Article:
On October 16, 1923, Disney and Roy rented a room at the back of a real estate office in Hollywood. Roy took on the role of accountant and cameraman of the live action; a little girl was hired to act in the cartoons; two women were hired to ink and paint the celluloid, and Disney wrote the stories and drew and filmed the animation.

By February 1924, Disney had hired his first animator, Rollin Hamilton, and moved into a small storefront with a window bearing the sign “Disney Bros. Studio.” Disney’s "Alice in Cartoonland" reached theaters in June 1924.

Mickey Mouse

In early 1925, Disney moved his growing staff to a one-story, stucco building and renamed his business “Walt Disney Studio.” Disney hired Lillian Bounds, an ink artist, and began dating her. On July 13, 1925, the couple married in her hometown of Spalding, Idaho. Disney was 24; Lillian was 26.

Meanwhile, Margaret Winkler also married, and her new husband, Charles Mintz, took over her cartoon distribution business. In 1927, Mintz asked Disney to rival the popular “Felix the Cat” series. Mintz suggested the name “Oswald the Lucky Rabbit” and Disney created the character and made the series.

In 1928, when costs became increasingly high, Disney and Lillian took a train trip to New York to renegotiate the contract for the popular Oswald series. Mintz countered with even less money than he was currently paying, informing Disney that he owned the rights to Oswald the Lucky Rabbit, and that he had lured most of Disney’s animators to come work for him.

Shocked, shaken, and saddened, Disney boarded the train for the long ride back. In a depressed state, he sketched a character and named him Mortimer Mouse. Lillian suggested the name Mickey Mouse instead.

Back in Los Angeles, Disney copyrighted Mickey Mouse and, along with Iwerks, created new cartoons with Mickey Mouse as the star. Without a distributor, though, Disney could not sell the silent Mickey Mouse cartoons.

Sound and Color

In 1928, sound became the latest in film technology. Disney pursued several New York film companies to record his cartoons with this new novelty. He struck a deal with Pat Powers of Cinephone. Disney provided the voice of Mickey Mouse and Powers added sound effects and music.

Powers became the distributor of the cartoons and on November 18, 1928, "Steamboat Willie" opened at the Colon Theater in New York. It was Disney’s (and the world’s) first cartoon with sound. "Steamboat Willie" received rave reviews and audiences everywhere adored Mickey Mouse.

In 1929, Disney began making “Silly Symphonies,” a series of cartoons that included dancing skeletons, the Three Little Pigs, and characters other than Mickey Mouse, including Donald Duck, Goofy, and Pluto.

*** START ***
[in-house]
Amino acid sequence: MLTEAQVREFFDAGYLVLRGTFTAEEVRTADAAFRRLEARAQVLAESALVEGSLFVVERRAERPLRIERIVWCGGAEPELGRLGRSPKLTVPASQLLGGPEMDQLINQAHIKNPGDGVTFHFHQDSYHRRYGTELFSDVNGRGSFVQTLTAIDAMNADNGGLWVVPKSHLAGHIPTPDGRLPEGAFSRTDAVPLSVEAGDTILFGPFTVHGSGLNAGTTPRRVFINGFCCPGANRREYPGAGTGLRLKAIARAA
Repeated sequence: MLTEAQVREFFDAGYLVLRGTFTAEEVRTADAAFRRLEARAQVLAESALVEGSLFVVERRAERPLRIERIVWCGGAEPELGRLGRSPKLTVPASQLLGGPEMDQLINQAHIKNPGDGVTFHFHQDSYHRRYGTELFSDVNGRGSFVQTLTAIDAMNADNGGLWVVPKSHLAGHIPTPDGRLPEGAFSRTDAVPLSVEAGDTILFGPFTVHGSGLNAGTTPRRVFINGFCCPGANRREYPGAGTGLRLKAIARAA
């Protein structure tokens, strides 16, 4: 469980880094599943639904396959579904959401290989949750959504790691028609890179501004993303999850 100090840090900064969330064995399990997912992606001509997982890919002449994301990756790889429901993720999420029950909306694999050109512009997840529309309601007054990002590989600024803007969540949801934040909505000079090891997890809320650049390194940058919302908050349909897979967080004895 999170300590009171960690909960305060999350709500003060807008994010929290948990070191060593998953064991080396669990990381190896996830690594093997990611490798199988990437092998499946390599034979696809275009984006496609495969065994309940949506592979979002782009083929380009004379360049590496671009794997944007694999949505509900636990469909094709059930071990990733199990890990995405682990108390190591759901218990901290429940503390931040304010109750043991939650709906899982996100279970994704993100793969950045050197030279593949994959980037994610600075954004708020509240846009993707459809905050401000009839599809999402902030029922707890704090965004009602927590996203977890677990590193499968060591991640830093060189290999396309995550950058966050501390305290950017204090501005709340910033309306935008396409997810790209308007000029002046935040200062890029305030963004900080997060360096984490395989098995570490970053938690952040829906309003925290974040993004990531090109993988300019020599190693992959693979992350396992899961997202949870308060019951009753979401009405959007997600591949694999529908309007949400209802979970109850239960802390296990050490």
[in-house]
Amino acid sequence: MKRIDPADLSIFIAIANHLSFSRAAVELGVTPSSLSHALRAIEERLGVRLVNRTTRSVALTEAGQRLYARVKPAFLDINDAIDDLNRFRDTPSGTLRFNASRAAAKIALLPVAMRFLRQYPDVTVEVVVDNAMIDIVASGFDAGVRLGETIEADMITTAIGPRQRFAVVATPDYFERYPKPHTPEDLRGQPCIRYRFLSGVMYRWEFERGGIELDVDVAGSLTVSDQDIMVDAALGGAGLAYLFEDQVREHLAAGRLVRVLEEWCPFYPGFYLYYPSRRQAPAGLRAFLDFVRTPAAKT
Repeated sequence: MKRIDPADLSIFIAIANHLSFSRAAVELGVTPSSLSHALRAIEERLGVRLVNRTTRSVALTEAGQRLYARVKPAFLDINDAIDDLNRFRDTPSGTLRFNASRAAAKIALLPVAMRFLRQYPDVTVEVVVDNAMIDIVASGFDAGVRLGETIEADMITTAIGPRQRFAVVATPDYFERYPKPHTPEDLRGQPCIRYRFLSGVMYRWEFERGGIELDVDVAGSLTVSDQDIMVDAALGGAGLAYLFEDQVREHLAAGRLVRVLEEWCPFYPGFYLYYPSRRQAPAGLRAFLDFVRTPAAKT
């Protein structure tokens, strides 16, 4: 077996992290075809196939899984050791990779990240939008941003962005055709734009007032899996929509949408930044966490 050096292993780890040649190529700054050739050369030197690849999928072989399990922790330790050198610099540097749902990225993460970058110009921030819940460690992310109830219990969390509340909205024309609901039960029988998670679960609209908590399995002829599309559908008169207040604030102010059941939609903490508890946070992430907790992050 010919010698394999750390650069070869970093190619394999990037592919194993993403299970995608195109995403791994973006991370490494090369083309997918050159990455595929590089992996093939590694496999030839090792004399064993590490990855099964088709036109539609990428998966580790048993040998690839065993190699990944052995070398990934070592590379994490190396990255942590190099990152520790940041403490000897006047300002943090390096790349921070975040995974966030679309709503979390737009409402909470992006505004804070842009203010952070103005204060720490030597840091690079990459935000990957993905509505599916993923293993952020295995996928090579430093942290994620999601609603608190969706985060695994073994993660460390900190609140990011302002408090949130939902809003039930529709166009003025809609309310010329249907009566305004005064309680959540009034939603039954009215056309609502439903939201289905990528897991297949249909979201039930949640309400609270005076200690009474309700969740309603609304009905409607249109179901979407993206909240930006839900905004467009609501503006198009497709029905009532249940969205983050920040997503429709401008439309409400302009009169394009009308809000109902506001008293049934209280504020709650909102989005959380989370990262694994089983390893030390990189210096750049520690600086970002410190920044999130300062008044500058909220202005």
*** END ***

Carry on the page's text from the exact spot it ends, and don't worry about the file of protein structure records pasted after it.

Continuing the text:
In 1931, a new film-coloring technique known as Technicolor became the latest in film technology. Until then, everything had been filmed in black and white. To hold off the competition, Disney paid to hold the rights to Technicolor for two years. He filmed a Silly Symphony titled "Flowers and Trees" in Technicolor, showing colorful nature with human faces, and the film won the Academy Award for Best Cartoon of 1932.

On December 18, 1933, Lillian gave birth to Diane Marie Disney, and on December 21, 1936, Lillian and Walt Disney adopted Sharon Mae Disney.

Feature-Length Cartoons

Disney decided to add dramatic storytelling to his cartoons, but making a feature-length cartoon had everyone (including Roy and Lillian) saying it would never work; they believed audiences just wouldn’t sit that long through a dramatic cartoon.

Despite the naysayers, Disney, ever the experimenter, went to work on the feature-length fairy tale "Snow White and the Seven Dwarfs." Production of the cartoon cost $1.4 million (a massive sum in 1937) and was soon dubbed “Disney’s Folly.”

When it premiered in theaters on December 21, 1937, though, "Snow White and the Seven Dwarfs" was a box office sensation. Despite the Great Depression, it earned $416 million.

A notable achievement in cinema, the movie won Disney an Honorary Academy Award. The citation read, "For 'Snow White and the Seven Dwarfs,' recognized as a significant screen innovation which has charmed millions and pioneered a great new entertainment field."

Union Strikes

After the success of "Snow White," Disney constructed his state-of-the-art Burbank Studio, deemed a worker’s paradise for a staff of about 1,000 workers. The studio, with animation buildings, sound stages, and recording rooms, produced "Pinocchio" (1940), "Fantasia" (1940), "Dumbo" (1941), and "Bambi" (1942).

Unfortunately, these feature-length cartoons lost money worldwide due to the start of World War II. Along with the cost of the new studio, Disney found himself in debt. He offered 600,000 shares of common stock, sold at five dollars apiece. The stock offerings sold out quickly and erased the debt.

Between 1940 and 1941, movie studios began unionizing; it wasn’t long before Disney’s workers wanted to unionize as well. While his workers demanded better pay and working conditions, Disney believed that his company had been infiltrated by communists.

After numerous and heated meetings, strikes, and lengthy negotiations, Disney finally became unionized. However, the whole process left Disney feeling disillusioned and discouraged.

World War II